Coleman was from Fort Worth and he grew up hearing and playing the blues. Much of his music was inspired by the blues, and the first thing that strikes a listener, upon hearing the 1959 recording, “The Shape of Jazz to Come,” is that, as radicalism goes, it’s damn catchy. The sobriquet “free jazz” may have been an apt slogan for what Coleman was doing, and it became the title for his 1960 album that was built around collective improvisations by Coleman’s “double quartet” (in practice, it featured individual solos punctuated freely with interjections from three other horn players), but much of what Coleman and his fellow musicians chose to do with their freedom involved irresistible melodic invention and deeply swinging grooves.
Yet to working musicians whose sense of form and craft were deeply ingrained—and whose personal artistry and place in the profession were built on improvising on the harmonies of songs—Coleman, for all his lyrical inventiveness and rhythmic drive, was a threat. Jazz could suddenly dispense with their techniques—and when Coleman became an instant succès de scandale, battle lines and generational lines were drawn.
Just as, at the very same moment, the French New Wave swept away many of the conventions of filmmaking while honoring its greatest artistic traditions, Coleman inaugurated a new era in jazz that rendered it instantly pliable to a generation of musicians whose background differed from that of classic artists. The club scene was withering; local bands were often supplanted by recordings; rock and roll had risen to take the place of jazz-like music as the central popular style; and younger musicians were likelier to have conservatory training. The instant, across-the-board freedom that Coleman heralded and that he put into action opened the door to a panorama of possibilities.
By 1962, he had composed a string quartet, while also playing with a trio that meandered through tempi and rhythms with him in vast organic compositions developed on the wing. His trumpeter, Don Cherry, became one of the early avatars of world music; the bassist in his famous quartet, Charlie Haden, became one of the key figures in a sort of archeologically eclectic classicism; and Coleman’s own music took visionary turns (as seen in Clarke’s film) that involved technological and sociological experiments, symphony orchestras, international cross-pollination, and, in the nineteen-seventies, plugging in with a band that featured multiple electric guitars and a new theory that he called “harmolodics.” (He spoke to The New Yorker’s editor, David Remnick, about it in 2000.) Here’s a remarkable early example, from 1978, of its power. It features the guitarist James “Blood” Ulmer, one of the avant-funk masters.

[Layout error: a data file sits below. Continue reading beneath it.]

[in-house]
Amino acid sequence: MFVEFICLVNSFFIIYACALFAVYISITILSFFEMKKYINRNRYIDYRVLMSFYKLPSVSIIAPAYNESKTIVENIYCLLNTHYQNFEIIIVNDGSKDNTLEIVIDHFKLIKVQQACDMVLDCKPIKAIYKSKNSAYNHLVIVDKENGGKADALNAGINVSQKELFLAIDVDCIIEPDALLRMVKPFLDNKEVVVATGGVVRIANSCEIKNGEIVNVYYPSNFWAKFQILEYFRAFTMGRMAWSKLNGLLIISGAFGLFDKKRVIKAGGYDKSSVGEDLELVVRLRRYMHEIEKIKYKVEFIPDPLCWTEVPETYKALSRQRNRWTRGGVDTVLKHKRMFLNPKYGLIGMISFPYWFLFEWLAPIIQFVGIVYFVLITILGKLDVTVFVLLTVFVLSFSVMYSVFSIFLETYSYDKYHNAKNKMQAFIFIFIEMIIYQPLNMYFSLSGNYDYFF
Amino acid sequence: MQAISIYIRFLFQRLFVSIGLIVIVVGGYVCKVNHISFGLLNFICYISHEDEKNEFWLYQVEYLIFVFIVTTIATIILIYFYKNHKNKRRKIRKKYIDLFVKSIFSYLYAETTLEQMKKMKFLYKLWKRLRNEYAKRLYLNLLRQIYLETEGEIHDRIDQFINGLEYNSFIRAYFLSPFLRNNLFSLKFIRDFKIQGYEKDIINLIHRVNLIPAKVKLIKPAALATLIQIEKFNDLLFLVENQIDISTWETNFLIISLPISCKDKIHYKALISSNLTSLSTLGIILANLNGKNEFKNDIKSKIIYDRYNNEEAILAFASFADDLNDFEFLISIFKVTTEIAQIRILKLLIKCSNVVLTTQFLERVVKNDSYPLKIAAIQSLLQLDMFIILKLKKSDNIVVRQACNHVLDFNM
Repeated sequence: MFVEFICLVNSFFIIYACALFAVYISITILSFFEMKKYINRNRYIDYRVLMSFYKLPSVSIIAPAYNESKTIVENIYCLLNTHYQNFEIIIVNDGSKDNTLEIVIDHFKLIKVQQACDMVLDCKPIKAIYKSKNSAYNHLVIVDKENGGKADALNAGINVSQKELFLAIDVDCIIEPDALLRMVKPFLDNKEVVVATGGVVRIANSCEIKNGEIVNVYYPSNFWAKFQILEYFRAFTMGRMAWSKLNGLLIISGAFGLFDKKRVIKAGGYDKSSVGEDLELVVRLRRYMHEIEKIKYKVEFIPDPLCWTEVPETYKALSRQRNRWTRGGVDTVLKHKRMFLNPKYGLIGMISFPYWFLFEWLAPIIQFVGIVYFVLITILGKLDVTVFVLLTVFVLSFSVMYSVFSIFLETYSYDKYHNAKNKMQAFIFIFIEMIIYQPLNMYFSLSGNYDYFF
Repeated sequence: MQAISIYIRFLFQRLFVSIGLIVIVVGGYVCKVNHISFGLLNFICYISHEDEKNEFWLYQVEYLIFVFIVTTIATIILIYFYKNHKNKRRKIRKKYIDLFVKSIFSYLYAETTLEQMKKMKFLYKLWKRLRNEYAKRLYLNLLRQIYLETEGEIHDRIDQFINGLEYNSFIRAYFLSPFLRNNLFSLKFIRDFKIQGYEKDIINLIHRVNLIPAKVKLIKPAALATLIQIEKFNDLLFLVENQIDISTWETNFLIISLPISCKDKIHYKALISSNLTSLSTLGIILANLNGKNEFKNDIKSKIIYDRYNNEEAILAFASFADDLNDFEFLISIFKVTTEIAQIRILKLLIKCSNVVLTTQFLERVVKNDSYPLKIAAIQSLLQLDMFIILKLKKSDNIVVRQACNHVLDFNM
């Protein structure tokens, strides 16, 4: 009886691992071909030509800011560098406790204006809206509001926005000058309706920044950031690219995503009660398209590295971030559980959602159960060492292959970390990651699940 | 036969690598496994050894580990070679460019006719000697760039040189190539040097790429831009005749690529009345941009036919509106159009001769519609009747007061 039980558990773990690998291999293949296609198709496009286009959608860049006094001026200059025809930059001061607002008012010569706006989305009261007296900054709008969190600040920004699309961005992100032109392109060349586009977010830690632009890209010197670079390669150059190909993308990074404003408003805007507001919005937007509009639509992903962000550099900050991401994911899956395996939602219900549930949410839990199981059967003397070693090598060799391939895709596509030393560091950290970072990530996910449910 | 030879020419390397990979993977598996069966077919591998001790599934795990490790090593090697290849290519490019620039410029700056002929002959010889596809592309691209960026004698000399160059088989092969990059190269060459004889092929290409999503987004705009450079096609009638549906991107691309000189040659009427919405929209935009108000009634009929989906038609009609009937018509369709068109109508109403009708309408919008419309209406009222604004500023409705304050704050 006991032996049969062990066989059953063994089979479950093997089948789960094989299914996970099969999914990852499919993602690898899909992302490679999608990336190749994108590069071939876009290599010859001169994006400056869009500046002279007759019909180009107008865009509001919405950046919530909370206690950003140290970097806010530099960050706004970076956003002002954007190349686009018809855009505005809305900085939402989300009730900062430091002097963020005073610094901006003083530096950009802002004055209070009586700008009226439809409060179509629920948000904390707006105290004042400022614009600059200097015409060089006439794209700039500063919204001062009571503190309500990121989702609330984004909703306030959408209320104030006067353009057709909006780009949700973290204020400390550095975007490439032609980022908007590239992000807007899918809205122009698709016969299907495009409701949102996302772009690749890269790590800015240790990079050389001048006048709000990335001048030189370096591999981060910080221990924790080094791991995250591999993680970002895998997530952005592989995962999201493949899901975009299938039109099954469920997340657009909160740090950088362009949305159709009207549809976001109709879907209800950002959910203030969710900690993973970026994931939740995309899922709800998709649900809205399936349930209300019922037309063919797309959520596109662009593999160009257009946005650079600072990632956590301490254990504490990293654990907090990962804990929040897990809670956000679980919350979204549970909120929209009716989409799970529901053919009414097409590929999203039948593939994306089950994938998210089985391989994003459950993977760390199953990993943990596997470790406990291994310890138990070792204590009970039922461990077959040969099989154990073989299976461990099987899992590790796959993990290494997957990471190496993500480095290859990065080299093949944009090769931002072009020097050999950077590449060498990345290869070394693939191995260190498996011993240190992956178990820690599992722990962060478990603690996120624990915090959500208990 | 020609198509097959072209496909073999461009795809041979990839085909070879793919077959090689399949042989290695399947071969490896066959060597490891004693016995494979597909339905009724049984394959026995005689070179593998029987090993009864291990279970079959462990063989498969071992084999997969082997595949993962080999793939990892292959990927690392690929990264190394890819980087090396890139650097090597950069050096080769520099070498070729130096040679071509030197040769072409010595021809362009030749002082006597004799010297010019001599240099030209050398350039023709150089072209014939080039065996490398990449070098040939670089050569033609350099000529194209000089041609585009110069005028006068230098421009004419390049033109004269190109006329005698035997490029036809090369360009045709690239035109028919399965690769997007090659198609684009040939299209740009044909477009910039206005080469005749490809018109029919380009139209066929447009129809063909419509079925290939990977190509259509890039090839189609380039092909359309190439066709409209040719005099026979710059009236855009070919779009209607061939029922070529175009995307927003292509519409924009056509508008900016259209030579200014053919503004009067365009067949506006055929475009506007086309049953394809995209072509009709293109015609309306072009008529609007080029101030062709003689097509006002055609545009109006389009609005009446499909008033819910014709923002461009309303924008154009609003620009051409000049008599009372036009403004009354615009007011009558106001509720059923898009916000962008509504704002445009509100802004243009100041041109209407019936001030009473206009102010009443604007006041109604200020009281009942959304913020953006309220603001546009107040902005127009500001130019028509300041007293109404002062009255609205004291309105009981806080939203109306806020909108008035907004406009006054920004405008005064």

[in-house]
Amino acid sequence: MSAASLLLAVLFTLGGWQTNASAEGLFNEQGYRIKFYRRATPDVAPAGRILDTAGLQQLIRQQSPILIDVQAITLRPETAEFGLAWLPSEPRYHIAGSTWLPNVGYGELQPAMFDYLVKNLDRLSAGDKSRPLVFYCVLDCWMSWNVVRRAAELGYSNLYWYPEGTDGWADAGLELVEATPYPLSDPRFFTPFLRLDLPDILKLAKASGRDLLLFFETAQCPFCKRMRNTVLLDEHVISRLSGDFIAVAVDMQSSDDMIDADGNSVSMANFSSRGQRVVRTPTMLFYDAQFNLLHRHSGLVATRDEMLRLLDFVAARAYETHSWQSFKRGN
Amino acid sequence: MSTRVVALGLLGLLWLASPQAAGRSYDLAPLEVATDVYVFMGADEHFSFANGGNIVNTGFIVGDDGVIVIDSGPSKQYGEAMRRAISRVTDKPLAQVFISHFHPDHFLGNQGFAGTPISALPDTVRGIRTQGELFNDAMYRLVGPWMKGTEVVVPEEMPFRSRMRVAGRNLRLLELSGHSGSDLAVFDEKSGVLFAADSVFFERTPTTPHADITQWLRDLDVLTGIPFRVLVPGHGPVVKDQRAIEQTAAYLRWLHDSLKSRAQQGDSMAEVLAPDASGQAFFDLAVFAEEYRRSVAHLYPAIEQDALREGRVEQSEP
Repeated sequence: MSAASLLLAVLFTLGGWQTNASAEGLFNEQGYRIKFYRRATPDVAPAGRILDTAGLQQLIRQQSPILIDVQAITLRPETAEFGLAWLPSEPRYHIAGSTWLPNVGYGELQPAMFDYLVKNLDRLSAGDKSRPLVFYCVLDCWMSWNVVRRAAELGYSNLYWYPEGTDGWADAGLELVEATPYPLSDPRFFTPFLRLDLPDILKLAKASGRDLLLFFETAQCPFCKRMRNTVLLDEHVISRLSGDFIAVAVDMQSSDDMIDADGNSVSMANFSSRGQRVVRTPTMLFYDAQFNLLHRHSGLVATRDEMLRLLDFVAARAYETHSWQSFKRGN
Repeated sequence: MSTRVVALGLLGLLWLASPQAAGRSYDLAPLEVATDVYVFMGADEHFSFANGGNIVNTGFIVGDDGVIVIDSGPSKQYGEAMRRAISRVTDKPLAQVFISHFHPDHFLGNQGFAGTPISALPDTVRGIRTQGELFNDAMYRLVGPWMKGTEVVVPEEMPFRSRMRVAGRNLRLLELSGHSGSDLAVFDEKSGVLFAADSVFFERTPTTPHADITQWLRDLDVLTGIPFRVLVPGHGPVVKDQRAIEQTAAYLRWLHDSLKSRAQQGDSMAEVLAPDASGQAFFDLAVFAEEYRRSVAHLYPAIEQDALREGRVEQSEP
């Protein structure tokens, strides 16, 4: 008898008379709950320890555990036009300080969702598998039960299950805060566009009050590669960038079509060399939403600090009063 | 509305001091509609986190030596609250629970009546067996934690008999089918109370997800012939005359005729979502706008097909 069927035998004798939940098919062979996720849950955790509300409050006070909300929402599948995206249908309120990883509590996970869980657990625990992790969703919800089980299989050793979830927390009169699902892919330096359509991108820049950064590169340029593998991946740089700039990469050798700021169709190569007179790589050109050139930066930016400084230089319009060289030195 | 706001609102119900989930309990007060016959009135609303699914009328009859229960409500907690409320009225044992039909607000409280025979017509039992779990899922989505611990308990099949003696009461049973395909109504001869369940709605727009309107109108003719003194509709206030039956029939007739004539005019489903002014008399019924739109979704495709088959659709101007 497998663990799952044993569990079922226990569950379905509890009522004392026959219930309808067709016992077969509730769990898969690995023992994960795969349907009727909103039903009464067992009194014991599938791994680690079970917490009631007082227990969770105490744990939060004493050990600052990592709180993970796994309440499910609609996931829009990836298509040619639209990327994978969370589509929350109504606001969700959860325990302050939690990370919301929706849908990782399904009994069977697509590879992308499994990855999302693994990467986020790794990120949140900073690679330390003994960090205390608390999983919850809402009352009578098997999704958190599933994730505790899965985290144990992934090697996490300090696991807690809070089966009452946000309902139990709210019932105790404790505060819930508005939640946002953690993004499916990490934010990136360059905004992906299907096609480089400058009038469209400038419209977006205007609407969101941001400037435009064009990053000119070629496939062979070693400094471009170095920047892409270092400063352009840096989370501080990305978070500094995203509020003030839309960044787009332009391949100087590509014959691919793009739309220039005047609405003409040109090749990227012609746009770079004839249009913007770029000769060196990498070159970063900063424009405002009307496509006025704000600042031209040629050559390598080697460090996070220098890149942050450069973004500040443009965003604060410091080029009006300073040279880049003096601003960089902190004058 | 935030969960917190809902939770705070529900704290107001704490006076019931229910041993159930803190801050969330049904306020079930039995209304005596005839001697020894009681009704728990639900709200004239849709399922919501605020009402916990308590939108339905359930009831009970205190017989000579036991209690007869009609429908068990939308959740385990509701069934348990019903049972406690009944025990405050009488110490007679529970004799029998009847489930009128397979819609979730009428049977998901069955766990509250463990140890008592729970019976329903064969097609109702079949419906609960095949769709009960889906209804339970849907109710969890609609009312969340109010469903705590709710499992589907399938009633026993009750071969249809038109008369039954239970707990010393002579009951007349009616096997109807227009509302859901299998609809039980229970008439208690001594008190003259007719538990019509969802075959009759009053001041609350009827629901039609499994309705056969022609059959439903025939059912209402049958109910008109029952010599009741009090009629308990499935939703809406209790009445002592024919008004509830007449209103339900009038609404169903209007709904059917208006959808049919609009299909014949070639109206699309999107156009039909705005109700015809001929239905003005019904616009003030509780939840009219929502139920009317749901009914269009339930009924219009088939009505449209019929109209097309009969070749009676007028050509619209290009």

But if there is, above all, one core word for Coleman’s achievement, it’s passing from the realm of music—with its social and conventional implications—to the realm of sound. Coleman broke through style and structure to seek sound. He himself had a sound like no other (initially, playing a plastic saxophone). Coleman is instantly recognizable from a single note, and that sound—separated from the theoretical apparatus of music, from the modes of the profession, from the critical categories of jazz—is inseparable from his very being. Coleman’s liberation of jazz was intimate and personal from the start, for listeners and musicians alike. Sign up for the daily newsletter: the best of The New Yorker every day.